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 On Jan 28, 11:30 pm, "Richard Cornford" wrote: As milestone values used everywhere further are 1) 1.033 2) 1.035 3) -1.035 So you have still not understood that javascript's numeric type cannot represent certain numbers, so instead it uses a number that is the nearest approximation of the original number that it can represent. As I once asked prior: please be nasty, sarcastic and so on - but please don't be silly. The choice of the "nearest approximation" for these three numbers (can be any other triplet of course) defines the rounding mechanics in use. I spelled all four from IEEE-754, I explained which one is chosen by IE and by Gecko. Now I'm asking which one of four should be _really_ used by "selected people"'s opinion. If no one but something fifth then please spell it. If the IEEE official terms put too much of challenge then simply give the rounding results with two numerals after comma which are considered correct by you: correctToFixed(2) 1.033 =? 1.035 =? -1.035 =? This would easily show what rounding method are you bearing in your mind. Jan 28 '07 #3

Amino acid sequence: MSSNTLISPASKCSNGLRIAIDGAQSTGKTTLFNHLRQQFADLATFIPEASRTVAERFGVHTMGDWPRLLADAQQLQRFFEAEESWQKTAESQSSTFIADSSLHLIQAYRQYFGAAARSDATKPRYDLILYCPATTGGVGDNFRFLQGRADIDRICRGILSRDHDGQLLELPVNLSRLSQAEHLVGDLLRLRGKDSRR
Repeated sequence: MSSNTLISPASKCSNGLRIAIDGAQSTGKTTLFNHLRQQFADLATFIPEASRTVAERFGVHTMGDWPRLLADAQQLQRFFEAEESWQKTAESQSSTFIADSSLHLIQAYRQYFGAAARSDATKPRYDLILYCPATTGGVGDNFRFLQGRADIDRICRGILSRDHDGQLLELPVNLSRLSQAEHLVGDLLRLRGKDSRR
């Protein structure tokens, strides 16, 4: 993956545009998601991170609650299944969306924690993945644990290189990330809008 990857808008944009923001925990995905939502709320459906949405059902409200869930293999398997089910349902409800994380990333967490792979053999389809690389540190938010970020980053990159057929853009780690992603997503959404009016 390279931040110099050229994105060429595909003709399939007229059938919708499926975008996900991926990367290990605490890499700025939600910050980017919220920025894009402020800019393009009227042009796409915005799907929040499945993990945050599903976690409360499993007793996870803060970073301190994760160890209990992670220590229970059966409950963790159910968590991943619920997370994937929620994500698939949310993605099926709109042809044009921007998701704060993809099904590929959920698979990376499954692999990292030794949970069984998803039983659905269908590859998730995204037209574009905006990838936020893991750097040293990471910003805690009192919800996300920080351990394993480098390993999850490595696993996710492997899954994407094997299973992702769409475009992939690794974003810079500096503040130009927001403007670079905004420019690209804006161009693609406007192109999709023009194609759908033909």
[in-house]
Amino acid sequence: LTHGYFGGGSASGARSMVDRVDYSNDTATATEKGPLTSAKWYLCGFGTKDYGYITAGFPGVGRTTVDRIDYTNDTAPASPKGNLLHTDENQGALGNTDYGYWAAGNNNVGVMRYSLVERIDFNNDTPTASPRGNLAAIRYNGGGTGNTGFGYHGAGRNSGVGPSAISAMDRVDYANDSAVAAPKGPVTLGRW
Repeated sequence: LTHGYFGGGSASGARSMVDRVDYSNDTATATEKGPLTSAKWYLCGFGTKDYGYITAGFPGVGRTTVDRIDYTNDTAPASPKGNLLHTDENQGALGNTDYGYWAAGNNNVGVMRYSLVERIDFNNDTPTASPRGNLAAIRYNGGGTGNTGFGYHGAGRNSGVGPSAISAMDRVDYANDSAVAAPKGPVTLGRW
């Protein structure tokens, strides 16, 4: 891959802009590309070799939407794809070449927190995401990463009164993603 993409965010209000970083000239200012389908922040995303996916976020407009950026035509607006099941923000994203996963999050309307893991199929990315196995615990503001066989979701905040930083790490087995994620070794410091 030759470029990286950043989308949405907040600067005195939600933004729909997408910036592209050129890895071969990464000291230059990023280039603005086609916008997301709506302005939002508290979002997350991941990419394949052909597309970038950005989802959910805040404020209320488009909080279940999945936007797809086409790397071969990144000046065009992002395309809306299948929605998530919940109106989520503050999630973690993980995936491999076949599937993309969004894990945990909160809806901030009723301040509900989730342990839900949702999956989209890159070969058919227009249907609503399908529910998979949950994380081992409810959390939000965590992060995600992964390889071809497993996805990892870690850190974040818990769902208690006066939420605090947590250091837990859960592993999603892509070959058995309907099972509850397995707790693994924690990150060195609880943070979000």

Richard Cornford wrote: > >If the IEEE official terms put too much of challengethen simply give the rounding results with two numeralsafter comma which are considered correct by you:correctToFixed(2)1.033 =?1.035 =?-1.035 =? Are you asking which results the - toFixed - method of Number objects would return? There is a specified algorithm for - toFixed -, so its correct output is output that would be produced by applying the algorithm to the input. On the other hand, as you have repeatedly been told, there is no value of the numeric type in javascript that precisely represents 1.035, and so that value _can_not_ be the input value for the - toFixed - algorithm. VK, Just try to imagine how many bits you have to store a piece of information, when thinking about precision and representation and what it means. You can only store 256 values in 8 bits. Clear, isn't it? Same goes for floating points. If you have 4 bytes, or 8, or whatever, to store a floating point number, is should be clear you cannot store ANY floating point number excactly in it. Some rounding is always needed. The amount of rounding (=error when storing floating point numbers) depends on the number of bytes allocated to a variable, but since you don't have an unlimitted amount of bytes available, you will always have rounding in the real world. So if you are talking about 1.035 and want to store that in a variable, wonder how much bytes JavaScript has to represent the number. A simple example: var val1 = 1.12345; var val2 = 1.123456; var val3 = (val1-val2); alert (val3); This might be a good startingpoint to get an idea of what Richard is reffering to: http://en.wikipedia.org/wiki/Round-off_error http://en.wikipedia.org/wiki/Machine_epsilon http://en.wikipedia.org/wiki/Floating_point_arithmetic Regards, Erwin Moller Jan 29 '07 #5